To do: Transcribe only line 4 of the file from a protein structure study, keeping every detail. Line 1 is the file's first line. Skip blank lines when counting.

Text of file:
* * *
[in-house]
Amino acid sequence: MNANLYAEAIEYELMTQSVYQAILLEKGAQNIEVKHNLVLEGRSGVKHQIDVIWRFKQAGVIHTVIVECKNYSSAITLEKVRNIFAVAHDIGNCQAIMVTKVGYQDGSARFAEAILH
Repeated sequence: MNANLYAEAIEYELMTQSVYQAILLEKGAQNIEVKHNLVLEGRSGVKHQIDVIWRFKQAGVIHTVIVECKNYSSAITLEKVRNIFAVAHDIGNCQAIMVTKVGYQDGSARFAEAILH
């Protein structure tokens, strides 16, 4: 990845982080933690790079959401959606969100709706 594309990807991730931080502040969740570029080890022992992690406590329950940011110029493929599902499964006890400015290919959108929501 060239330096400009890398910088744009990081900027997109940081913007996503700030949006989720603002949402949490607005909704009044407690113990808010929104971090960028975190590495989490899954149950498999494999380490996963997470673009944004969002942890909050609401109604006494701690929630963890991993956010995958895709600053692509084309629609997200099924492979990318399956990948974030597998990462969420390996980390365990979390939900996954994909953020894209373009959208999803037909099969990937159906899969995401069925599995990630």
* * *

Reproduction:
């Protein structure tokens, strides 16, 4: 990845982080933690790079959401959606969100709706 594309990807991730931080502040969740570029080890022992992690406590329950940011110029493929599902499964006890400015290919959108929501 060239330096400009890398910088744009990081900027997109940081913007996503700030949006989720603002949402949490607005909704009044407690113990808010929104971090960028975190590495989490899954149950498999494999380490996963997470673009944004969002942890909050609401109604006494701690929630963890991993956010995958895709600053692509084309629609997200099924492979990318399956990948974030597998990462969420390996980390365990979390939900996954994909953020894209373009959208999803037909099969990937159906899969995401069925599995990630």